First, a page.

Zoom Image
Fig. 1  General characteristics of CSCs.

Despite the fact that targeting the efflux machinery in MM-CSCs seemed an effective strategy for the eradication of CSCs, this area remains under-explored. Perhaps this is because the use of inhibitors of ABC efflux transporters in parallel with chemotherapy failed in the clinic due to adverse effects. However, novel inhibitors are being developed, particularly from natural sources, and these molecules appear to circumvent the toxicities associated with conventional efflux transporter inhibitors.

The effects of Scutellaria baicalensis Georgi (Lamiaceae), a plant used in popular Chinese medicine against numerous human diseases, named Houang Qin, were investigated on the proportion of SP cells within RPMI 8226 cells. The crude ethanolic root extract did not show significant antiproliferative effects, apoptosis induction, or cell cycle arrest in malignant PCs. However, baicalein, wogonin, and, to a lesser extent, baicalin, the major polyhydroxyflavonoid constituents of the ethanolic root extract of S. baicalensis, reduced the H33342-negative SP cells in RPMI 8226 cells, and decreased the expression of ABCG2 in SP cells in vitro ([Figs. 2] and [3]) [18], [19]. Homology modeling and molecular docking studies indicated that baicalein exhibited similar binding sites and binding modes to the ABCG2 inhibitor fumitremorgin C, a tremorgenic mycotoxin isolated from Aspergillus fumigatus [19].

Zoom Image
Fig. 2  Natural products targeting specific CSC characteristics.
Zoom Image
Fig. 3  Chemical structures of compounds targeting hematological CSCs.

Similar to MM, the expression of ABC efflux transporters on LSC surfaces renders these cells highly resistant to a wide variety of chemotherapeutic drugs. In one study, KG-1a promyeloblastic leukemia cells were induced to overexpress ABC efflux transporters such as ABCB1, ABCG2, and ABCC8. The resistant phenotype was reversed by the use of cyclosporin A, a known ABCB1 and ABCG2 transporter inhibitor [20]. Salinomycin, a monocarboxylic polyether ionophore antibiotic derived from Streptomyces albus, induced apoptosis in both sensitive and resistant KG-1a cells, indicating that salinomycin warrants an investigation in the context of LSCs that overexpress ABC efflux transporters [20].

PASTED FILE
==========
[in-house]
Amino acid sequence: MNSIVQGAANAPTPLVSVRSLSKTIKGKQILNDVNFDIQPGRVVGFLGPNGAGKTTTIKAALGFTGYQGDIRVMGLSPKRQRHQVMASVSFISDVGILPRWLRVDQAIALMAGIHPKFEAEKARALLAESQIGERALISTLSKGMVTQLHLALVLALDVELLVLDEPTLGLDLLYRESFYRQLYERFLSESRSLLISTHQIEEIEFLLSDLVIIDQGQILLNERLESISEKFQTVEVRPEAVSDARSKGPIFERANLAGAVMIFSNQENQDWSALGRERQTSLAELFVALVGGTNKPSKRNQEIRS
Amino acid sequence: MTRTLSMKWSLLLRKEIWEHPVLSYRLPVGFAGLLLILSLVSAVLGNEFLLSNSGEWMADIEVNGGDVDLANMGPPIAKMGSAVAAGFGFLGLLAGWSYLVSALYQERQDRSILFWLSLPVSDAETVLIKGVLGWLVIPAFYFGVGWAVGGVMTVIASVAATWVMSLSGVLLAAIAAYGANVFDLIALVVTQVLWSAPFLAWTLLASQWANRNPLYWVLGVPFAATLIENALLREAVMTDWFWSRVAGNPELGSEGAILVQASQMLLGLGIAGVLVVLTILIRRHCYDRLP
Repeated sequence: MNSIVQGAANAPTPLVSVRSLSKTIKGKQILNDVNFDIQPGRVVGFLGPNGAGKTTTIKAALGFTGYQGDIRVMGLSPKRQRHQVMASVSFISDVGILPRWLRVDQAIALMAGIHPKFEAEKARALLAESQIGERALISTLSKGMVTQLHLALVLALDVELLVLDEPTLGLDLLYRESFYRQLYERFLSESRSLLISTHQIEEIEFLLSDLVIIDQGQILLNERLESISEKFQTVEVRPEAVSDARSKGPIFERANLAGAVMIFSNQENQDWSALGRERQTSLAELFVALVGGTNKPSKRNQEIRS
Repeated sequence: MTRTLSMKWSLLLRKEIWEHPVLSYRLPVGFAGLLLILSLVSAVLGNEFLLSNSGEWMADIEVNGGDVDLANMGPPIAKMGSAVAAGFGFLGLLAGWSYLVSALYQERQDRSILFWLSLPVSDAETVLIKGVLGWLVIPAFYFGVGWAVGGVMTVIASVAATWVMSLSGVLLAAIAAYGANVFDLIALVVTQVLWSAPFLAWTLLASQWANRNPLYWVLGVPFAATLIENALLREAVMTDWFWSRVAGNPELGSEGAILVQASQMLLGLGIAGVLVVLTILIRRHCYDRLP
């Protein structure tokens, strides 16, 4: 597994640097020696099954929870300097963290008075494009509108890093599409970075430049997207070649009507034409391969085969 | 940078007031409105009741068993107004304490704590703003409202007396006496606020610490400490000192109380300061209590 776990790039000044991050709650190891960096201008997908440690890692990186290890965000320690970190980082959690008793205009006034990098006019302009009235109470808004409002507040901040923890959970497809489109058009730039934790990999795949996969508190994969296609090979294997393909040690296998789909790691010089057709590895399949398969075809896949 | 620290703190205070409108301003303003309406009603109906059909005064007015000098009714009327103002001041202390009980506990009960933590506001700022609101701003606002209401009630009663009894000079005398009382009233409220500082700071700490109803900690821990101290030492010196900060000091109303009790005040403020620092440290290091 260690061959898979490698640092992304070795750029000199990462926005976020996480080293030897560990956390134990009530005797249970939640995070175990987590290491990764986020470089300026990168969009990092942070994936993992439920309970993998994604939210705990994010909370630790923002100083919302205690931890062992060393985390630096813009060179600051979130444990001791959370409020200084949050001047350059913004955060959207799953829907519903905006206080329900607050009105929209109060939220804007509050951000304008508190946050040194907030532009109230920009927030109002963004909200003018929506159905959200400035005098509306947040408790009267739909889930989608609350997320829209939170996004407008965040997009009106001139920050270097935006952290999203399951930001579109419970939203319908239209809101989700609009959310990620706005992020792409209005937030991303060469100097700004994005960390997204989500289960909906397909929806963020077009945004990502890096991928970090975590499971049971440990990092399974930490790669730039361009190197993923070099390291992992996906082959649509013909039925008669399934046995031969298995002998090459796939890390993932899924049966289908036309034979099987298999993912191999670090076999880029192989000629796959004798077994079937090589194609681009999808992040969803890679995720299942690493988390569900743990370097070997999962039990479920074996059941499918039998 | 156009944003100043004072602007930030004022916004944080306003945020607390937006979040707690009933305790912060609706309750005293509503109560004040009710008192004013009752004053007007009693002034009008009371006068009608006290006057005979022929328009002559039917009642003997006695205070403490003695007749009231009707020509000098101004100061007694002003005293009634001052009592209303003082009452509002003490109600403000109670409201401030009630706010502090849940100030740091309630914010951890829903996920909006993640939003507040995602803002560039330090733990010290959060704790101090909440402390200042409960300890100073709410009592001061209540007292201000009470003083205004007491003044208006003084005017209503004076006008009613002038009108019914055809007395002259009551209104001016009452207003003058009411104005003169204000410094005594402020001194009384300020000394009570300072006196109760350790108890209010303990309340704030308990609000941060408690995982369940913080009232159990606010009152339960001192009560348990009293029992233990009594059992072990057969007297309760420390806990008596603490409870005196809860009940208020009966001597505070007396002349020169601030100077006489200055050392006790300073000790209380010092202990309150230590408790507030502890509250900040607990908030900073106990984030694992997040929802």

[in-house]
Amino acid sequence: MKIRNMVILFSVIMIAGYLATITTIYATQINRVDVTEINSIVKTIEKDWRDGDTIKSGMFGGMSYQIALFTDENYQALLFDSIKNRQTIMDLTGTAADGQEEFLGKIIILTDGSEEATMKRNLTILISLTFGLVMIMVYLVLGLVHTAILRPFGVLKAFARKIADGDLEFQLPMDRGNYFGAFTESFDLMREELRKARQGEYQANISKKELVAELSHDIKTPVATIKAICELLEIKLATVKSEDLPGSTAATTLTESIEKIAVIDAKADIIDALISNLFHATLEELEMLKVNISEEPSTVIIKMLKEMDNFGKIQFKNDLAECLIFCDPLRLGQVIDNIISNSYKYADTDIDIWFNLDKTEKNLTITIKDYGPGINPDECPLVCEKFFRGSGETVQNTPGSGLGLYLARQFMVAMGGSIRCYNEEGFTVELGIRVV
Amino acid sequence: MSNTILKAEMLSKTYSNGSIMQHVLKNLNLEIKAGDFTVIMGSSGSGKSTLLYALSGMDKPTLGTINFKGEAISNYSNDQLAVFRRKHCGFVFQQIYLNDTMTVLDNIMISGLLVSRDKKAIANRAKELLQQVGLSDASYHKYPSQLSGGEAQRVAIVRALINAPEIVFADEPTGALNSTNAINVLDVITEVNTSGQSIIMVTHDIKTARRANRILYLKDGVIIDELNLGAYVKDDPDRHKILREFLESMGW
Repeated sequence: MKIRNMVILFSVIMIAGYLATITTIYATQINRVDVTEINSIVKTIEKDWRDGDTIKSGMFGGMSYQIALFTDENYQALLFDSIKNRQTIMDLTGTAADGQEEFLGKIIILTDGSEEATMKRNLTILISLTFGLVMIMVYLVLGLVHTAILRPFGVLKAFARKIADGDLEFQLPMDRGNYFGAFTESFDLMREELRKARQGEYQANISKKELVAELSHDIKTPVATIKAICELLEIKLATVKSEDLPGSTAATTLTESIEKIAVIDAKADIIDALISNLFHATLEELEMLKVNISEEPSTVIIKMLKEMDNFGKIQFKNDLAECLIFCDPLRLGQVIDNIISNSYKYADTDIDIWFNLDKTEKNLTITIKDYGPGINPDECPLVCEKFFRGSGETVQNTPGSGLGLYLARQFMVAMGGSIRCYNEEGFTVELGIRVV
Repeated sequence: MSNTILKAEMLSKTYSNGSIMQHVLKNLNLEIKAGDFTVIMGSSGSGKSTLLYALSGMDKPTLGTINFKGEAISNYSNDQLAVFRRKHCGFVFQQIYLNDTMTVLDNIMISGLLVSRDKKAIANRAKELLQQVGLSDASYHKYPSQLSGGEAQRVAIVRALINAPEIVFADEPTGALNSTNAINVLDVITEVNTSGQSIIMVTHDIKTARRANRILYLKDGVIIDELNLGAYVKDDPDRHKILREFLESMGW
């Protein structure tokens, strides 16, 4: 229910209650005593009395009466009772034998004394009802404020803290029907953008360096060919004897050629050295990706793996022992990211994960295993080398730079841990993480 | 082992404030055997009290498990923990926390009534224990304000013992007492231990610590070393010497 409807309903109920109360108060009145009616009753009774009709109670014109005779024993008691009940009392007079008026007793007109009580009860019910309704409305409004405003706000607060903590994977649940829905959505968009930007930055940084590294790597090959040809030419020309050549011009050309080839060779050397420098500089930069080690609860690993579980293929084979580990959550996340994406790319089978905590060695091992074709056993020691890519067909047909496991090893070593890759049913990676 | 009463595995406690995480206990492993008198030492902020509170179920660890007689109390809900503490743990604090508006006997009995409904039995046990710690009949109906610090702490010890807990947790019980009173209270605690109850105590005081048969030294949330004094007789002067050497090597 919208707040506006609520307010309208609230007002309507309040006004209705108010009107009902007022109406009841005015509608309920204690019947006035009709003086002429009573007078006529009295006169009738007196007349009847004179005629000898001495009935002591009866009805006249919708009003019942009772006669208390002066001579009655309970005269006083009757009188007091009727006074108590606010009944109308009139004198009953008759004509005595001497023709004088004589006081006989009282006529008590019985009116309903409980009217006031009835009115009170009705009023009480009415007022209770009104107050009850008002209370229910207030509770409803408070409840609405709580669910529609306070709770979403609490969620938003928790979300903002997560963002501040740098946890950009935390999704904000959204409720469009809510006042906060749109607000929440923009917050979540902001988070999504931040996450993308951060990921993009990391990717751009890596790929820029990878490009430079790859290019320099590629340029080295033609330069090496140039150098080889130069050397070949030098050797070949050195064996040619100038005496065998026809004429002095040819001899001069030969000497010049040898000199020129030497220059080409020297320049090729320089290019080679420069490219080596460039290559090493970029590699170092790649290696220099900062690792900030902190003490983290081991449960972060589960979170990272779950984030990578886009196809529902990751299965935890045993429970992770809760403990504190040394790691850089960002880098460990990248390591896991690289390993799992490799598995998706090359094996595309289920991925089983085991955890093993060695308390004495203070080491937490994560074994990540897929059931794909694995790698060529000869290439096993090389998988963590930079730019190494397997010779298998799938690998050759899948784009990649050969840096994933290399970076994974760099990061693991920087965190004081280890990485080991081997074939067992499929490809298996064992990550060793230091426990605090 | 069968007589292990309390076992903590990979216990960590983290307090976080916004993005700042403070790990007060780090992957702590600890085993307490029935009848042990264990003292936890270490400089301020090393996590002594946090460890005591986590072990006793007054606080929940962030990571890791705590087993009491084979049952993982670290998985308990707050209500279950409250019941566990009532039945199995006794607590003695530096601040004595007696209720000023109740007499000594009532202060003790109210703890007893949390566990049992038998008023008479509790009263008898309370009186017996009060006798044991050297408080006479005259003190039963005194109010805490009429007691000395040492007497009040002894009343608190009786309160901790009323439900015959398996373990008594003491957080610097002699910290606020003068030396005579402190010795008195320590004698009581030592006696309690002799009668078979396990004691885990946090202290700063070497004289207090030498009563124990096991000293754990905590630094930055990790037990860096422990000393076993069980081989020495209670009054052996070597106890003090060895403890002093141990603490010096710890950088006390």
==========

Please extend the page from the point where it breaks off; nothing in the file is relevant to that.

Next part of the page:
#

Drug metabolism – aldehyde dehydrogenase

ALDHs are a superfamily of enzymes involved in the detoxification of the intracellular environment. ALDHs are NAD(P)+-dependent enzymes that oxidize both endogenous and exogenous aldehydes to their corresponding weak carboxylic acids [21]. The human ALDH superfamily consists of 19 isozymes that belong to 11 families and 4 subfamilies. Although ALDH isoforms are widely distributed in the body with relatively more abundance in the kidney and liver, evidence indicates that ALDHs are involved in the protection of both NSCs and CSCs ([Fig. 1]) [21]. ALDH1 has been used as a marker to identify CSCs in virtually all cancers. In addition, increased ALDH1 activity has been associated with a poor prognosis in breast, myeloma, bladder, and prostate cancer patients [21]. In invasive breast cancer ductal carcinomas, 3–10 % of the cells with high ALDH activity (ALDHhigh) were highly tumorigenic compared to ALDH cells with low ALDH activity (ALDHlow) [22]. This cell population significantly increased following chemotherapy and was sensitized to chemotherapy upon pretreatment with the specific ALDH inhibitor diethylaminobenzaldehyde [23], [24].

Similarly, CD138 MM cells, derived from RPMI 8226 and NCI-H929 cell lines, displayed increased ALDH activity. CD138ALDH+ cells were substantially more clonogenic than CD138+ALDH cells. CD138 cells gave rise to CD138+ cells, and resulted in an upregulation of genes reminiscent of stemness of normal hematopoietic stem cells and LSCs, an indicator which was associated with poor survival in various clinical data sets [25]. Although the important roles that ALDH play protecting CSCs have been clearly characterized, our search indicated that ALDH inhibitors have not yet been tried in MM-CSCs.